Noise and Your Health


Is Noise Making You Ill?

Take a moment to answer the following questions:

If you answered 'yes' to one or more of the above questions, chances are noise is harming your health.


How Can Noise Make You Ill?

Noise can affect your body in three ways: hearing loss, stress, and sleep deprivation.

Hearing Loss
Most people have heard of noise-induced hearing loss. Hearing loss can occur either through repeated, prolonged exposures to noise exceeding 85 decibels, or through short exposure to an extremely intense noise. Most cases of hearing loss result from the former. The sound-transmitting hair cells in the inner ear become increasingly damaged; each additional exposure compounds the problem.

Note: Hearing loss is cumulative and irreversible.

Stress
Noise is a powerful source of stress. When noise is unwanted and intrusive it can trigger strong stress reactions.

These include the release of several stress hormones, changes in heart rate and rhythm, a rise in blood cholesterol levels, as well as digestive upsets.

Long-term noise exposure and high blood pressure have been consistently linked in numerous studies. It therefore appears that noise may play a role in such cardio-vascular diseases as heart disease.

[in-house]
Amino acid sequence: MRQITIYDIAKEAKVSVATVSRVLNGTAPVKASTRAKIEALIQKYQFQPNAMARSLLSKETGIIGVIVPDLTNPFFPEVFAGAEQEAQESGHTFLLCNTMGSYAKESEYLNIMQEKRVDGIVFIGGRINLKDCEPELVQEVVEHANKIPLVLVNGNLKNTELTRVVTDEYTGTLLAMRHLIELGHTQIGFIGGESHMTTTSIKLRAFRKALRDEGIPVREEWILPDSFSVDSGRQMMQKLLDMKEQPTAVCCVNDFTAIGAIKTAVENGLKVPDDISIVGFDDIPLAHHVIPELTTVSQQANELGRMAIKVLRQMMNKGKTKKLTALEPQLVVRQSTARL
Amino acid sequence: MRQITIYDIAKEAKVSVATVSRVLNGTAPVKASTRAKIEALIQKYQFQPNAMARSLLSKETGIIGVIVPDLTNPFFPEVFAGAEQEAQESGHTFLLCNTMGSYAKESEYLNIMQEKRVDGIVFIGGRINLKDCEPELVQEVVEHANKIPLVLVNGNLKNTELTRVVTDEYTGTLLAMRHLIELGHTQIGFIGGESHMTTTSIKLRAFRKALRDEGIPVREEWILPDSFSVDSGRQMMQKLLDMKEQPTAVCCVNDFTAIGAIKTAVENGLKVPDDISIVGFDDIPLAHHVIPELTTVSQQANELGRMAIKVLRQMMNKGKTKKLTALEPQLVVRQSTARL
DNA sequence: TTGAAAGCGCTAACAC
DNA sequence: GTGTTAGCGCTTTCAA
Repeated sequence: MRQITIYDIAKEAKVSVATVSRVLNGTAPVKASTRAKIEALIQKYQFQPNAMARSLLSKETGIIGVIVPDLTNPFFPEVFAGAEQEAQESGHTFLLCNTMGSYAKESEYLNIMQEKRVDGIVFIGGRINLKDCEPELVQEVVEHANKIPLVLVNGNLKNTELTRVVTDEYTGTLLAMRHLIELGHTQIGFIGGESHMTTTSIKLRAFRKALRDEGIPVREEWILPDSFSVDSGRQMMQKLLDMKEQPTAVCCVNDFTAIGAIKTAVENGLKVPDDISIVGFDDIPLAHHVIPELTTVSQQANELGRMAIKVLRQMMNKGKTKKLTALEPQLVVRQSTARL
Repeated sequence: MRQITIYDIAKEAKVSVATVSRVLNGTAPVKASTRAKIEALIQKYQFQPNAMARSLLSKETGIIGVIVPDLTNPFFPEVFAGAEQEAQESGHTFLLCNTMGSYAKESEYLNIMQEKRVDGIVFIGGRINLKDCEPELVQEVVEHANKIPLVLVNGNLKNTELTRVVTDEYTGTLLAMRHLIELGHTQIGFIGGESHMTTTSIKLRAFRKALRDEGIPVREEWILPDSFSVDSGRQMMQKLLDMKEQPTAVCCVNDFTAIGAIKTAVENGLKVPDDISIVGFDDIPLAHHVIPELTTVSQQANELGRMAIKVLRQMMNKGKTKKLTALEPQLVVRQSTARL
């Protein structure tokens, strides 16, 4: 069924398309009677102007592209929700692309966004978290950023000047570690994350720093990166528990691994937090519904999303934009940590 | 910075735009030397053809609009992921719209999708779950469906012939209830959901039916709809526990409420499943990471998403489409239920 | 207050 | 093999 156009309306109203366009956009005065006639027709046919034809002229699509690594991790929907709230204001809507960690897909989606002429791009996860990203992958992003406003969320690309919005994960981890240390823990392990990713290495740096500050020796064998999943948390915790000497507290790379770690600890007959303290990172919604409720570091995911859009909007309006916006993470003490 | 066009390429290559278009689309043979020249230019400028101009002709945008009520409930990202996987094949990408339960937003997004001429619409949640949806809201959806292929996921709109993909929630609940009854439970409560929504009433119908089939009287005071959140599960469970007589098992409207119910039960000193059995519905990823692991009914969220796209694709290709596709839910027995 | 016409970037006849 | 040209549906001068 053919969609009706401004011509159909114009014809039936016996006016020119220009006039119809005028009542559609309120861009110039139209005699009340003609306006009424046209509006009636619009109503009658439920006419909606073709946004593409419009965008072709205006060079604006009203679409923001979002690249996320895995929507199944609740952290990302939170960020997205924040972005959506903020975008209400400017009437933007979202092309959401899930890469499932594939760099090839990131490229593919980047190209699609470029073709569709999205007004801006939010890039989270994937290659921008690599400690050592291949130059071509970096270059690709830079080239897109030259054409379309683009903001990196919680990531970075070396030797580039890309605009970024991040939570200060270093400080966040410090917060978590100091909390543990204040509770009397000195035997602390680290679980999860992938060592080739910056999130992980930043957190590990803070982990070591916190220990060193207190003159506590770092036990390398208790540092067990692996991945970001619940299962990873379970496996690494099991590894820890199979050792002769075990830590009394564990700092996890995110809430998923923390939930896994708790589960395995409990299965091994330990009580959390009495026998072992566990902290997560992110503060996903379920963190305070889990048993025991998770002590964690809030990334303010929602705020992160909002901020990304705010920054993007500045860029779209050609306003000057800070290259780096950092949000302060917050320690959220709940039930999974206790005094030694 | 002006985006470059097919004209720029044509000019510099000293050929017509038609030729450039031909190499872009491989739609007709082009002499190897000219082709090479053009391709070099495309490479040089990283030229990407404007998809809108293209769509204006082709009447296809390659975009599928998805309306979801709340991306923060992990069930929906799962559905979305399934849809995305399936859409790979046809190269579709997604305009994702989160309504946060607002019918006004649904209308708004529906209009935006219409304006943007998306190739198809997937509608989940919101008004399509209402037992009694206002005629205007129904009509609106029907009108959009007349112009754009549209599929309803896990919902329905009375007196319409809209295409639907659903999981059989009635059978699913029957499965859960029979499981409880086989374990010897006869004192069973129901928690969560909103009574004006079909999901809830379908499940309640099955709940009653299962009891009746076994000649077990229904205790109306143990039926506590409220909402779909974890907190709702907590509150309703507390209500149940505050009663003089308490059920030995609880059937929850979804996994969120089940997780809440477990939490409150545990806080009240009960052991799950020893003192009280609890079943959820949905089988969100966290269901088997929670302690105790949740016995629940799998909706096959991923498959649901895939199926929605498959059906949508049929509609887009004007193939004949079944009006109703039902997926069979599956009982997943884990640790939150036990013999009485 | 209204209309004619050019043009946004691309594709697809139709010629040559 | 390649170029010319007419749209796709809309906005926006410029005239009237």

Recent research also indicates that stress hormones released during prolonged noise exposure may impair the immune system. This may be of particular importance to people whose immune system is already impaired, such as cancer and AIDS patients.

Your attitude toward the unwanted noise directly affects your level of stress. The more helpless you feel, the greater your level of stress. If you perceive the noise as unnecessary and preventable, your annoyance will increase as well.

Sleep Deprivation
Noise-induced disturbances of sleep can have substantial effects on subsequent task performance.

Frequent disruptions of sleep contribute to daytime drowsiness, fatigue, and lack of concentration. As a result, your safety may be at risk.


Noise And Your Mind

Noise affects how people interact with each other and learn.

People in noisy environments show increased aggression and hostility, and are less likely to be helpful.

While music can lighten up dreary and repetitive chores, complex mental tasks become more difficult to perform and the number of mistakes tends to increase.

Reading scores and language development of students in noisy environments lag behind their peers from quieter environments.


What Can You Do To Stay Healthy?

Unfortunately, noise problems cannot always be resolved speedily. Try the following tips to help you stay healthy and sane in the meantime:


Last Updated: 11-Feb-2000
2000 NoiseWatch